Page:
On Father’s Day, I read this article (below), and how this father of 4 wished he had his kids earlier. He had the first one at 29. After years of trying. This is different from my perspective. Where I reflected that being a father late in life has its advantages.
I won’t say if his advice is right or wrong. He does realise the sacrifices needed, and then, like a good father, he dismisses these “sacrifices” as inconsequential compared to the joy of parenthood. Maybe, if I were a father at a younger age I would also come to that realisation and make those sacrifices without any qualms.
At some point, I realised that while I became a father at fifty, and this is not the usual age one becomes a father for the first time, that I was quite aware of the advantages (and disadvantages) of being a father (first) at fifty.
Or getting married late in life.
I see younger couples struggling to juggle the demands of their marriage, and perhaps parenthood, together with their other pursuits, and their need to commit to their careers, and I do sympathise.
Z was watching a YouTube video of some kids singing “Twinkle, Twinkle Little Star” to their new-born brother.
After the video ended, Z asked, “again!”
So I replayed the video. And at the end, she again asked for an encore.
And on the third run, she sang along.
For a while.
So during the sermon or homily at this Sunday’s Mass, the priest told the story of a “Peanuts” comic strip. He was concerned that “Peanuts” might not be known as the creator and writer for the strip had died 17 years ago, and the comic has no new stories since then, only re-runs.
The strip he recounted had Lucy (?) in her psychiatrist booth, and Charlie Brown. And Lucy tells Charlie Brown, that on cruise ships, some people would set up their deck chairs facing the rear (stern) of the ship and they could see where they had been. Others would set up facing the front (bow) of the ship and see where they were going. So, Lucy asked, which way is your deck chair facing, Charlie Brown?
From this article: “Love, marriage, kids — life doesn’t follow a set timeline.”
When you’re young, most of your life proceeds in a linear way. You graduate from high school, then college, then get a job. When real life doesn’t progress as smoothly, in relationships or career, it can be hard to sit with. “We think about planning our lives like there’s one of two ways to go: You’re a completely lazy slacker who lets it be all about fate. Or you’re this hyper-control freak who’s trying to force her life to go a certain way,” says Sara Eckel, author of “It’s Not You: 27 (Wrong) Reasons You’re Single.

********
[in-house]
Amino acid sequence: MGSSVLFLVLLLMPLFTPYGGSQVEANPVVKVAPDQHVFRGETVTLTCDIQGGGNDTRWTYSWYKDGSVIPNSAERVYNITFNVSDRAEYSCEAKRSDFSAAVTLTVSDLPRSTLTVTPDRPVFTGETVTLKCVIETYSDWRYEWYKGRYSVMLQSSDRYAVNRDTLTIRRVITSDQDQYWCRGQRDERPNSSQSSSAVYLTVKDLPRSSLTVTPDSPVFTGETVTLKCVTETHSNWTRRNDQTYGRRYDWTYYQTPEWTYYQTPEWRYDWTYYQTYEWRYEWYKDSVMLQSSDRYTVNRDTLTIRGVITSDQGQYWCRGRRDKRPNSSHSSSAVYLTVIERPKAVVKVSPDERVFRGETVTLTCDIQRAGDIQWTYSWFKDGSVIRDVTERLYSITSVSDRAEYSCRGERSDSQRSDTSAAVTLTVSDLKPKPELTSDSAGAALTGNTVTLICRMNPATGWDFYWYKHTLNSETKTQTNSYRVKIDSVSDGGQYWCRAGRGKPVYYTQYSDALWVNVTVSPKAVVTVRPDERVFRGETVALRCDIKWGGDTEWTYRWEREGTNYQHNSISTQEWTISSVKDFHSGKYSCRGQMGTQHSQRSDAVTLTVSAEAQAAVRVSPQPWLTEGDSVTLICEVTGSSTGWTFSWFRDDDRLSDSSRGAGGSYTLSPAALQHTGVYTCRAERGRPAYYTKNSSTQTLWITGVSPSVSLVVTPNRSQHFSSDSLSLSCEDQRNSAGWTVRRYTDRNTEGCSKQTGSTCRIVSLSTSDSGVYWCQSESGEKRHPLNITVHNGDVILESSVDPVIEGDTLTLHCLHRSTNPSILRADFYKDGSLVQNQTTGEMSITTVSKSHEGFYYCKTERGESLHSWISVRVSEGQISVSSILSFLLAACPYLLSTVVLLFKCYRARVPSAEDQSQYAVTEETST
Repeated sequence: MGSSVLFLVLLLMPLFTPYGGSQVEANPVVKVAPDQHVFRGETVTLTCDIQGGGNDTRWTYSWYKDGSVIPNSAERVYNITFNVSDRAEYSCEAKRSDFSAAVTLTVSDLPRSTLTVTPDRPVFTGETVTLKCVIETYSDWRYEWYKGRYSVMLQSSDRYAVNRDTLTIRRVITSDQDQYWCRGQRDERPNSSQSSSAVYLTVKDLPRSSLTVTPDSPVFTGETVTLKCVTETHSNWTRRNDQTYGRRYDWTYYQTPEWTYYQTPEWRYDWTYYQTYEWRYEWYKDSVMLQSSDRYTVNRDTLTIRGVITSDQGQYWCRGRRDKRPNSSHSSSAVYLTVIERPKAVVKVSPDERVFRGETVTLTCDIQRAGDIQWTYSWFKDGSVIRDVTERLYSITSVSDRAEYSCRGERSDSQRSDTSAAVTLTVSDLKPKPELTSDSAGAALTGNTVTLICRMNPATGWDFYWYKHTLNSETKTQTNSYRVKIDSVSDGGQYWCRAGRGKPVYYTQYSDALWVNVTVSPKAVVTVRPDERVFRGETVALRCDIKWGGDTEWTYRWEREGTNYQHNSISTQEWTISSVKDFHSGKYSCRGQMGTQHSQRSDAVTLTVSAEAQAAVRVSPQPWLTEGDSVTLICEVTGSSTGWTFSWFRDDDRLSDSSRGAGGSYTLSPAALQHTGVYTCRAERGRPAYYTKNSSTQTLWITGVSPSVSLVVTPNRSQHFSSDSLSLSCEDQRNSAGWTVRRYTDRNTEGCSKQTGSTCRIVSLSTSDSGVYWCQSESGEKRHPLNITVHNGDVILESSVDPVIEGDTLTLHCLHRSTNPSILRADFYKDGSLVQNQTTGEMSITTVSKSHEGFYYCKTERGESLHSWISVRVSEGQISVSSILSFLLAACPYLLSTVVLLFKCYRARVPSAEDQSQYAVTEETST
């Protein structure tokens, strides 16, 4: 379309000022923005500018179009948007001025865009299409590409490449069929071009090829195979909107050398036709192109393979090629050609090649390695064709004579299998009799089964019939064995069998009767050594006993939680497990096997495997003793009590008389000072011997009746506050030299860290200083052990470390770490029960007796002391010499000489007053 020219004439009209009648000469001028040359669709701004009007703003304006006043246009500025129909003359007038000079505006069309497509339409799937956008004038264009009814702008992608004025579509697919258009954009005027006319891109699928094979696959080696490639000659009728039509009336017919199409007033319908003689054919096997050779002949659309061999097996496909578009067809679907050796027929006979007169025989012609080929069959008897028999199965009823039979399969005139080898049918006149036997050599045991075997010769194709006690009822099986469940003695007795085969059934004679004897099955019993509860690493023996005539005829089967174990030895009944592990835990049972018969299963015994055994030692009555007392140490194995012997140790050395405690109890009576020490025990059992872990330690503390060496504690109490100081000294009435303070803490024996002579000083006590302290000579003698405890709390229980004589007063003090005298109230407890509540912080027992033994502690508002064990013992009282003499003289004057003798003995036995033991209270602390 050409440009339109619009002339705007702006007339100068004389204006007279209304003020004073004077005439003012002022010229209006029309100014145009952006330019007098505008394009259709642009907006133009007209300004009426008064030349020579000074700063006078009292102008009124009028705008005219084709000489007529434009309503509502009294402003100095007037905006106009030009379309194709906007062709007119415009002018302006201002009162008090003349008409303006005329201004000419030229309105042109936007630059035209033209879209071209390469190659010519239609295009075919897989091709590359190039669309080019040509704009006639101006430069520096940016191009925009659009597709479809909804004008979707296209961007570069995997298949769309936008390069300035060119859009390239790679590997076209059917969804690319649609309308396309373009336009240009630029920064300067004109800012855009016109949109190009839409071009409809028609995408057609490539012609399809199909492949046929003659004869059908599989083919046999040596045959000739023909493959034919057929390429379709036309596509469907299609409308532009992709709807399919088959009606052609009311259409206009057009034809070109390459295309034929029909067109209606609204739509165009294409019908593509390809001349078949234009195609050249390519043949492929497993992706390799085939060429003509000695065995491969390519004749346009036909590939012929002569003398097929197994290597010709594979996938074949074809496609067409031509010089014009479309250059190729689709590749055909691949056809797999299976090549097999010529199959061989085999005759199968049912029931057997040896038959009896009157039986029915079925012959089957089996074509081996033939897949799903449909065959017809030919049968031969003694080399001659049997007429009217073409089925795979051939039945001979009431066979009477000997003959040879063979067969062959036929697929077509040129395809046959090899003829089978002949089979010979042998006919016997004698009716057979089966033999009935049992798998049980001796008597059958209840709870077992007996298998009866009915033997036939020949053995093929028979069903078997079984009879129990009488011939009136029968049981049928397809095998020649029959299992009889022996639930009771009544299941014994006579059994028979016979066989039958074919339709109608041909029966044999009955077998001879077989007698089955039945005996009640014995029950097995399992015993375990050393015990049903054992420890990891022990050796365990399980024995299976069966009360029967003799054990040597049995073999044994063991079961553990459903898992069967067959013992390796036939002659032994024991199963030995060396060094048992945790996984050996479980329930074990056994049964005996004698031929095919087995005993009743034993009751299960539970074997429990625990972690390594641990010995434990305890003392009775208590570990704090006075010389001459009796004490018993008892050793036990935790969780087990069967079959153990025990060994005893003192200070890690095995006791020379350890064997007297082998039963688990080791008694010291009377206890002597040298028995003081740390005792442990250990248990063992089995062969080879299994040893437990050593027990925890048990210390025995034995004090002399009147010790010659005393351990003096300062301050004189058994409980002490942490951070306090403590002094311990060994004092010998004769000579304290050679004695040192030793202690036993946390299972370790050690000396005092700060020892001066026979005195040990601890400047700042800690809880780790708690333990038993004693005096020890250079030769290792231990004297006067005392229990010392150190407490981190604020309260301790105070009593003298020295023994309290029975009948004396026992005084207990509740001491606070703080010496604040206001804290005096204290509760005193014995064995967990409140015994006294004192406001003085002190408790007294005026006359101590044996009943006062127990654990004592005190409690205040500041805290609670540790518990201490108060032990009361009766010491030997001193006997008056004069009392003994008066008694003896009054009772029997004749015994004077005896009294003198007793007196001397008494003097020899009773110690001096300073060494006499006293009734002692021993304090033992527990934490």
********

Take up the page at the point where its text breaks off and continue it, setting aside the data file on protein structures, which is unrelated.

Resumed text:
We were putting Z to bed, and PL was reading to her the Ugly Duckling. And at around the part where the other ducklings were calling him ugly, and not wanting to be his friend, Z asked, “why the duckling have tears?’
“Because he is sad.”
“Why he sad?”
“Because the other ducklings don’t want to be his friend.”
“Why they don’t want to be his friend?”
Z is at the stage where she asks a lot of “why” questions.
… said Z.
“What ‘bear-bear’? Lazy Bear?”
She has a lot of bears. There’s ‘Care Bear’, the pirated (IP-infringed) Care Bear look-alike that is probably not licensed, because we could not find an official Care Bear with that colour and icon, which is more of a bolster because other that the head, there are not limbs of any sort. It’s her “security blanket” bear – it travels with us when we go on holiday.
Then there is ‘Heart Bear’, ‘Small Care Bear’, ‘Big Bear’, and ‘SOTA Bear’ (from School Of The Arts)… and probably a few I don’t recall offhand.
“Ya,” said Z.
“But we only just got Lazy Bear. ” A few hours before. “How can you miss ‘bear-bear’?”